A new development takes place in a California federal court where artists filed a lawsuit against AI illegally using their copyrighted work. The visual artists filed the lawsuit against Stability AI, DeviantArt, and Midjourney. They claimed that these companies misused their copyrighted work.
The court trimmed certain claims in connection with generative artificial intelligence systems. These reduced claims come from the District Judge, William Orrick, on Monday.
Karla Ortiz, Sarah Andersen, and Kelly McKernan are the visual artists in question who brought the proposed class action against the AI platforms. Judge Orrick dismissed some of the claims. He dismissed all allegations against Midjourney and DeviantArt.
However, he stated that the artists could file an amended complaint against the two companies. Both Midjourney and DeviantArt use Stability’s Stable Diffusion text-to-image technology in their systems.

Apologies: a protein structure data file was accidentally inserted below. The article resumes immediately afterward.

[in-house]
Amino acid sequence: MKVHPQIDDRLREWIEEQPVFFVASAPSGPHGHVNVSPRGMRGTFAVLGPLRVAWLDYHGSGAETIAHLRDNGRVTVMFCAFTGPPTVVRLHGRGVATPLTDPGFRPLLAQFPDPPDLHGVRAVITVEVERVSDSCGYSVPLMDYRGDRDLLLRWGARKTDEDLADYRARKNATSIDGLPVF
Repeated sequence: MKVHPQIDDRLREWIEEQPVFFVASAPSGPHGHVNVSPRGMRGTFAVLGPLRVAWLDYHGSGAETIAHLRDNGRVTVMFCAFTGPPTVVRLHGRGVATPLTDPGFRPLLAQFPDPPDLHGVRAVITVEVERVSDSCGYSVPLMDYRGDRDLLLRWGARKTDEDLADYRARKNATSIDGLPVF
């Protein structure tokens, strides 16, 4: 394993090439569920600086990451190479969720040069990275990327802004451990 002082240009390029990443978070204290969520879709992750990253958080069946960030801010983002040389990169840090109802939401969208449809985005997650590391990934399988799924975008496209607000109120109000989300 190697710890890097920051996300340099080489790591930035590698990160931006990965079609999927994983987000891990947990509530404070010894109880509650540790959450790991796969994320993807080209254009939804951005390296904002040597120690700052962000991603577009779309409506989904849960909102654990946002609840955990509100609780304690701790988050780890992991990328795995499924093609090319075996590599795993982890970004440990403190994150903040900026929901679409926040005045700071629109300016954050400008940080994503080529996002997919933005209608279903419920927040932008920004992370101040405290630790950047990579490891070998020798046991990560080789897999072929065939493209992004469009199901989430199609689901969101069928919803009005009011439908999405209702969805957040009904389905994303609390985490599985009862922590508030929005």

Furthermore, the court dismissed McKernan and Ortiz’s copyright infringement claims completely. Still, Judge Orrick allowed Andersen to continue pursuing her primary claim. It centers on Stability’s illegal use of her work to train Stable Diffusion. Her complaint states that the use allegedly infringed her copyrights.
This central claim also comes up in other lawsuits by artists and copyright owners against generative AI platforms. Judge Orrick acknowledged that the truth cannot be judged at this point.
In their statement, the artists’ attorneys, Joseph Saveri and Matthew Butterick, stated their “core claim” was still standing after the trim. They seemed confident in addressing the court’s concerns with an amended complaint which will be coming next month.
“Even Stability recognizes that determination of the truth of these allegations – whether copying in violation of the Copyright Act occurred in the context of training Stable Diffusion or occurs when Stable Diffusion is run – cannot be resolved at this juncture,” Judge Orrick said.